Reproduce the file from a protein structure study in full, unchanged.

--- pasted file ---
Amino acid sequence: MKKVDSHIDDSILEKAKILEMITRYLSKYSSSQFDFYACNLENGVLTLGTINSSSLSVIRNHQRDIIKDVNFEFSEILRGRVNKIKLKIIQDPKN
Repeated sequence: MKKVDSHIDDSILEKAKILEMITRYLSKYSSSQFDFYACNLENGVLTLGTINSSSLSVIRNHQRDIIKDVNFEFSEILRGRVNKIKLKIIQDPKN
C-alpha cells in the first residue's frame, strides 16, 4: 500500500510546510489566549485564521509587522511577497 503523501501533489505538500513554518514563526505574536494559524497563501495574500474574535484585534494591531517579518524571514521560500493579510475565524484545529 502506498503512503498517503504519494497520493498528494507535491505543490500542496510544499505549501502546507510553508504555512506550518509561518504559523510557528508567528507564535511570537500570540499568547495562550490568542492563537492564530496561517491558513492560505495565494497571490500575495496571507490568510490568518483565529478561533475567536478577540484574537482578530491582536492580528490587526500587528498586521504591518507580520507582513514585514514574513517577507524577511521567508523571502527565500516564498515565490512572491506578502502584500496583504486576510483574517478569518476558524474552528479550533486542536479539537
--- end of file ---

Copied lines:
Amino acid sequence: MKKVDSHIDDSILEKAKILEMITRYLSKYSSSQFDFYACNLENGVLTLGTINSSSLSVIRNHQRDIIKDVNFEFSEILRGRVNKIKLKIIQDPKN
Repeated sequence: MKKVDSHIDDSILEKAKILEMITRYLSKYSSSQFDFYACNLENGVLTLGTINSSSLSVIRNHQRDIIKDVNFEFSEILRGRVNKIKLKIIQDPKN
C-alpha cells in the first residue's frame, strides 16, 4: 500500500510546510489566549485564521509587522511577497 503523501501533489505538500513554518514563526505574536494559524497563501495574500474574535484585534494591531517579518524571514521560500493579510475565524484545529 502506498503512503498517503504519494497520493498528494507535491505543490500542496510544499505549501502546507510553508504555512506550518509561518504559523510557528508567528507564535511570537500570540499568547495562550490568542492563537492564530496561517491558513492560505495565494497571490500575495496571507490568510490568518483565529478561533475567536478577540484574537482578530491582536492580528490587526500587528498586521504591518507580520507582513514585514514574513517577507524577511521567508523571502527565500516564498515565490512572491506578502502584500496583504486576510483574517478569518476558524474552528479550533486542536479539537